The Goddess Test #1
Release Date: September 16, 2011 (UK)
Publisher: MIRA Ink
I was really excited to read Aimee Carter’s The Goddess Test when I first heard that it was a retelling of the Greek myth of Hades and Persephone. I was expecting a fantastic retelling with Greece’s ultimate bad boy (next to Ares, anyway) at the centre. Unfortunately, The Goddess Test didn’t live up to my expectations.
The Goddess Test isn’t really a retelling of the myth; it’s more of a continuation of Hades’ story. Definitely not what I was expecting, but I didn’t mind that. It was Hades and his new love interest that I was more excited to read about.
Kate moves to a new town with her dying mother, and meets various people along with the mysterious Henry (Hades) who offers to keep Kate’s mother alive if Kate will live with him for the next six months in his mansion. Kate agrees, and then the story starts to unfold.
The first one hundred pages or so were very dull. The whole introduction to the town adn people in it seemed very rushed, and it skimmed over the relationship building that took place between Kate and her new best friends. James seems to fall for Kate particularly fast, even though it actually took a few weeks for him to feel this way (which is still totally fast, but I’m trying to prove a point here!). Very little actually happens in this introduction, which may be why it was so bland.
Once Kate makes the deal with Henry, things start to pick up. A new mystery is introduced to the plot, and this makes things very interesting! This is when I started to really enjoy the novel. However, despite there being slightly more action and mystery, there still wasn’t enough of it. Even in the climax of the novel, the action is minimal and is over before you know it even happened.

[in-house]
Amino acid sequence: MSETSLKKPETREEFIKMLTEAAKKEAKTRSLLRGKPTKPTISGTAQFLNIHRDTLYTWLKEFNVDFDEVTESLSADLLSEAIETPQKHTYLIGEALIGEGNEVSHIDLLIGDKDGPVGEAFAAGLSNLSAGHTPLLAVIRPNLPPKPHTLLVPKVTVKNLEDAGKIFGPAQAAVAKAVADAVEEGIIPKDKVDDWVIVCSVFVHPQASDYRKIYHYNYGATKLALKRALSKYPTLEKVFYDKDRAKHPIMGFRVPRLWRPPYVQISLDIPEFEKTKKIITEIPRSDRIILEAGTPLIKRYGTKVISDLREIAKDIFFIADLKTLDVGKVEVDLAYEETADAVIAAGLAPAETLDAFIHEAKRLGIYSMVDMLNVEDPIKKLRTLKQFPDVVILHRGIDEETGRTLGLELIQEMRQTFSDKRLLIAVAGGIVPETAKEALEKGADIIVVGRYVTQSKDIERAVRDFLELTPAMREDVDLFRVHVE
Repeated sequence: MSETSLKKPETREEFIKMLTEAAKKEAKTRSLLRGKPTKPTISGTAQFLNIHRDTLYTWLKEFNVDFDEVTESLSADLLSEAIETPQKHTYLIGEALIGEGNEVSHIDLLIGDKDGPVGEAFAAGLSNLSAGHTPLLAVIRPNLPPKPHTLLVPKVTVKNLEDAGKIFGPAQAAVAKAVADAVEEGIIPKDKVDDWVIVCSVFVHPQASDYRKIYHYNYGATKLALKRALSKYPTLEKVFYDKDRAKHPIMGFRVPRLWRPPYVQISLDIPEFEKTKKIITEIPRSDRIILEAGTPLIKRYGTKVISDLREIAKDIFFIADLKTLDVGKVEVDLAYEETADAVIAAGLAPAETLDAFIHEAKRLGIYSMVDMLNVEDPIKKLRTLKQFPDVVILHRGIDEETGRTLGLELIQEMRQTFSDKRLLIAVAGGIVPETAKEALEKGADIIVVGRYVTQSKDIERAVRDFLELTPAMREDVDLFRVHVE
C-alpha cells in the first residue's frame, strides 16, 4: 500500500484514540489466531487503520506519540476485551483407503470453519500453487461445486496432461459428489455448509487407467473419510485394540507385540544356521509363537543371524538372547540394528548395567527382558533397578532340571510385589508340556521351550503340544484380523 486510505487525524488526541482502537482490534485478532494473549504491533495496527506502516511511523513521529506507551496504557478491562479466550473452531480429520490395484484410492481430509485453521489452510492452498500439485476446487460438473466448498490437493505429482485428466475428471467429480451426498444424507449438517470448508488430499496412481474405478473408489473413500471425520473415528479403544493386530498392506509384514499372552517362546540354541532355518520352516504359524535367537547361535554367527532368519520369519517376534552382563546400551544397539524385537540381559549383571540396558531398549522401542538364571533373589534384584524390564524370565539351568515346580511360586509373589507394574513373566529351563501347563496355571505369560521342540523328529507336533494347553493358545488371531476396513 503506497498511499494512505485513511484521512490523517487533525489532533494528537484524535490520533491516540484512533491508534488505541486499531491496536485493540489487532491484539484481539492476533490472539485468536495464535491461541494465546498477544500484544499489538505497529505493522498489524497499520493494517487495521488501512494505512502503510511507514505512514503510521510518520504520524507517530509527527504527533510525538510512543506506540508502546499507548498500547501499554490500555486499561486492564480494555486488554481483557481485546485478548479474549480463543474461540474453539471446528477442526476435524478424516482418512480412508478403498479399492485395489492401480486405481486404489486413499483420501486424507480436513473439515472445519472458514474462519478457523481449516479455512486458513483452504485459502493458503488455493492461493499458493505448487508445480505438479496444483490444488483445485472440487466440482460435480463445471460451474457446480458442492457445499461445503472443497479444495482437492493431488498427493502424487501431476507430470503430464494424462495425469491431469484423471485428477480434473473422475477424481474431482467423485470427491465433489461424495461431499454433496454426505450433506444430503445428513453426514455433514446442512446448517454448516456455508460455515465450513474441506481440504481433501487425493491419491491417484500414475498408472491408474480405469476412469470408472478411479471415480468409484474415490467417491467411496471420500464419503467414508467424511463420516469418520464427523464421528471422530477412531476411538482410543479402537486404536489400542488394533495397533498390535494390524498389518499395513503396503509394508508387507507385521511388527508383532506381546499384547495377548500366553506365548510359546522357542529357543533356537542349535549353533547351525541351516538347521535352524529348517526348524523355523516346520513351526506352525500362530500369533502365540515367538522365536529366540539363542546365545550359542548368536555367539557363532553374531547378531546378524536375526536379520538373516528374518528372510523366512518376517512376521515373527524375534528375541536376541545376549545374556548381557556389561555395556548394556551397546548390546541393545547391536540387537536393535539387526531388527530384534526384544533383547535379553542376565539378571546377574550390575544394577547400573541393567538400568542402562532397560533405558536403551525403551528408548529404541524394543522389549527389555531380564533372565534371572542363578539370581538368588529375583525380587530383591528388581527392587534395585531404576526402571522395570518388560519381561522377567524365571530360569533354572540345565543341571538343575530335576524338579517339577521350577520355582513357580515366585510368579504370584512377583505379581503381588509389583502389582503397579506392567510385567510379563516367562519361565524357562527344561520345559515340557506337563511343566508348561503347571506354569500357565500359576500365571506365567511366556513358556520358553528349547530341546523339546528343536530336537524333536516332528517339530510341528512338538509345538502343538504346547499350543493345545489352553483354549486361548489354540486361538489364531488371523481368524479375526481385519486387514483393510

Kate has to go through a series of tests, which intrigued me. The reader isn’t told what these tests are until the very end, and I enjoyed trying to figure it out. The big reveal is finally made in the last few pages, which I loved. I really enjoyed the ending of this novel.
Kate was a very boring protagonist. She often jumped into things without a second thought, always putting others before herself. Not that selflessness is a bad thing, but I wanted her to have flaws. I don’t have too much to say about her to be honest.
I was really looking forward to reading about Henry, but was left a little disappointed. He had his badass moments, but for the most part he was rather sensitive. I was expecting a bad boy here! Something else that I found to be very silly – and unintentionally hilarious – was that Henry was a virgin. Making any Greek god a virgin, in my opinion, it ridiculous and I found this to be a very strange decision. I did like Henry as a love interest for Kate, even if their relationship did feel a little bit rushed despite them taking quite some time to get together.